While some dogs don’t mind its smell, others may avoid you if they detect it on your clothing or skin. If they give off an intense odor upon being frightened, it will be more difficult for them to blend into their natural environment. In addition, it can lead animals into associating humans with fear rather than food when used regularly.
If you’ve ever snuck into a sushi restaurant without noticing, then you know how strong onions can be.
Onions are powerful enough to make even dogs cry, but luckily there are ways to mask their scent that humans can benefit from. If you want to cook with onions in your home kitchen but don’t want a puddle of canine tears on your hands afterward, try chopping up some garlic along with it (or combine them in dishes like risotto or stew).
The same goes for leeks: They share a similar odor profile with onions, so mix them when cooking if you want a no-fuss solution. Keep your onion breath at bay by mixing crushed mint leaves into green salads—or better yet, switch over to chives.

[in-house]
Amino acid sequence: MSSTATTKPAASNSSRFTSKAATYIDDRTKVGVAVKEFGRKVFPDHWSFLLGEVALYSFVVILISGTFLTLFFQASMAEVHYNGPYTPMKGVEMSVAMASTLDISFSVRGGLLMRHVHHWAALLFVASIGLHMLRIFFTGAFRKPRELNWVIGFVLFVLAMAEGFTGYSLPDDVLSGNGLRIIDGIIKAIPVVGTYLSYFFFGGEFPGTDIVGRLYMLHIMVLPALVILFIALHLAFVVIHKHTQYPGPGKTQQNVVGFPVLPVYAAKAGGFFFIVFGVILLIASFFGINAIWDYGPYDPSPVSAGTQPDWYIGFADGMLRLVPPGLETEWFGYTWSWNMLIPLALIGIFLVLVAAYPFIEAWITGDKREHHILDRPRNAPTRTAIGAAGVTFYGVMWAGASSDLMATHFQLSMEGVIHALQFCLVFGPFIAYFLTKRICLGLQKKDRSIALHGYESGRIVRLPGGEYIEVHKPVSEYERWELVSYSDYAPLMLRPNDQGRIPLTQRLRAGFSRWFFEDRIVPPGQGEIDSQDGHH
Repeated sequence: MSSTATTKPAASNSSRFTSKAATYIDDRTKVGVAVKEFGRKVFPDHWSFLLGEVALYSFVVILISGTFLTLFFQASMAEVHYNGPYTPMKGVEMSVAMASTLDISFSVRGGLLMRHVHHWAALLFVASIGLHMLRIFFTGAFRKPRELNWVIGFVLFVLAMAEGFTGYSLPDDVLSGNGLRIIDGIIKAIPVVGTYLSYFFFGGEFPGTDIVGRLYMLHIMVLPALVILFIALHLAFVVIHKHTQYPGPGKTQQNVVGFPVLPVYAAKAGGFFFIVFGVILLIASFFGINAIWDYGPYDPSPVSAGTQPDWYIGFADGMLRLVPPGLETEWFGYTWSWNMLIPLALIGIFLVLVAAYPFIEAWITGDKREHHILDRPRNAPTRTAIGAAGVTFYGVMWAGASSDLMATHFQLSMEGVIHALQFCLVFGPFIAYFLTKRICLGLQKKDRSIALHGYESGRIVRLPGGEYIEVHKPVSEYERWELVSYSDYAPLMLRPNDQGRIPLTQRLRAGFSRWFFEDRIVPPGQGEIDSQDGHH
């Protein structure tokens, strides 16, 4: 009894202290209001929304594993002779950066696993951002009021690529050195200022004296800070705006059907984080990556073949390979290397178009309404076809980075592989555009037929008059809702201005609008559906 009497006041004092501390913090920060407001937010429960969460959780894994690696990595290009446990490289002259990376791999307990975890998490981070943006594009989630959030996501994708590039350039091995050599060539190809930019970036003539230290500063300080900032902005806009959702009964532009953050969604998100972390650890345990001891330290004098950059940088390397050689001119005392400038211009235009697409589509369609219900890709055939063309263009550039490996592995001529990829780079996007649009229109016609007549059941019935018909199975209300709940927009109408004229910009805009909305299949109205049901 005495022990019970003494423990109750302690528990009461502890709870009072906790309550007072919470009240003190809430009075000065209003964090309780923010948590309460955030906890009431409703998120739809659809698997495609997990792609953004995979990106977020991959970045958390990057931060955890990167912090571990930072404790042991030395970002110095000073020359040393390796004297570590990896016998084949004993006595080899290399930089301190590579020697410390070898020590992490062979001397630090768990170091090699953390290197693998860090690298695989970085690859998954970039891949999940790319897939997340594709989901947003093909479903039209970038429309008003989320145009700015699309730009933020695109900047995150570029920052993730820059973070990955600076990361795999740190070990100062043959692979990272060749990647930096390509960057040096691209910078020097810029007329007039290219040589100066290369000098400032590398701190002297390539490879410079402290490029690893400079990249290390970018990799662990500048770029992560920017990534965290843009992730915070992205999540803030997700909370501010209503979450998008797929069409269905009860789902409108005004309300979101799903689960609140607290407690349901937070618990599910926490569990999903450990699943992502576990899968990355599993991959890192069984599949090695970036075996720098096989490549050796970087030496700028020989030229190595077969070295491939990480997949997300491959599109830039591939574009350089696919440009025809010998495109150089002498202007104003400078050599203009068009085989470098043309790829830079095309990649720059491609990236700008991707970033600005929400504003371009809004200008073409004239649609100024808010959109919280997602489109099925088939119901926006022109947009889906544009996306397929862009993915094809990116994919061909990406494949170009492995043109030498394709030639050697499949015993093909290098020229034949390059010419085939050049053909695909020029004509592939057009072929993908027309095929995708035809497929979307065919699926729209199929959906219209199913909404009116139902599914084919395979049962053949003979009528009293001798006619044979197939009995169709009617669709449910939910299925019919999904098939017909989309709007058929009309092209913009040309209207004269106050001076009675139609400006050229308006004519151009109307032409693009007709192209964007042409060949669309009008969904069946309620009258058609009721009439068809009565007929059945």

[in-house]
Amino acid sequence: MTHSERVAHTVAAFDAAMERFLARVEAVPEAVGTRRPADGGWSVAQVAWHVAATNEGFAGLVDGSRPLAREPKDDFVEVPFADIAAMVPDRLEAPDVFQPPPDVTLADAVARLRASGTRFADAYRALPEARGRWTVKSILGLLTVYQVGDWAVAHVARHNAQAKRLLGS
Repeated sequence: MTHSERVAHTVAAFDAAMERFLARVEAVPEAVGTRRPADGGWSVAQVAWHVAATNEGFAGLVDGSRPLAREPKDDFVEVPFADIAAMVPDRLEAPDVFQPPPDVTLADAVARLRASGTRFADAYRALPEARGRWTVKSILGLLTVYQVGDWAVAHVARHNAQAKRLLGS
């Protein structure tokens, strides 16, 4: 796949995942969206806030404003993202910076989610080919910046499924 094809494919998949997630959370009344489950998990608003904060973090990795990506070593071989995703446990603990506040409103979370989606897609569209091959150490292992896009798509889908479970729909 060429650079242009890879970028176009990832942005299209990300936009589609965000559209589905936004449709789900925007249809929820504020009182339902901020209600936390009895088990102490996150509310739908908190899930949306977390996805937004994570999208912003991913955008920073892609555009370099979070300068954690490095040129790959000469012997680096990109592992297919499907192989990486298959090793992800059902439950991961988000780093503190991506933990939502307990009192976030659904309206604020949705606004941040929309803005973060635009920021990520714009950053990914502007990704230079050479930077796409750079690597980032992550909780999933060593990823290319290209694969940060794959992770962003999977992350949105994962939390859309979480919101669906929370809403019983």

Perfume or Aftershave
When we put on perfume or aftershave, it’s usually because we want to smell nice. Too much of a good thing is bad for us; it’s also bad for our dogs (and most other pets).
Even if you don’t like a particular scent, you may be surprised at how intense these substances can be! As with many things humans find appealing, dogs often find these smells repulsive. If your dog runs away from you or loses his cool when you apply your perfume or cologne, try using them in moderation (if at all). Another option is unscented body washes and hand soaps.
Pets are susceptible to scents, so cigarette smoke—and secondhand smoke, as well—will smell much stronger to them than it does to you.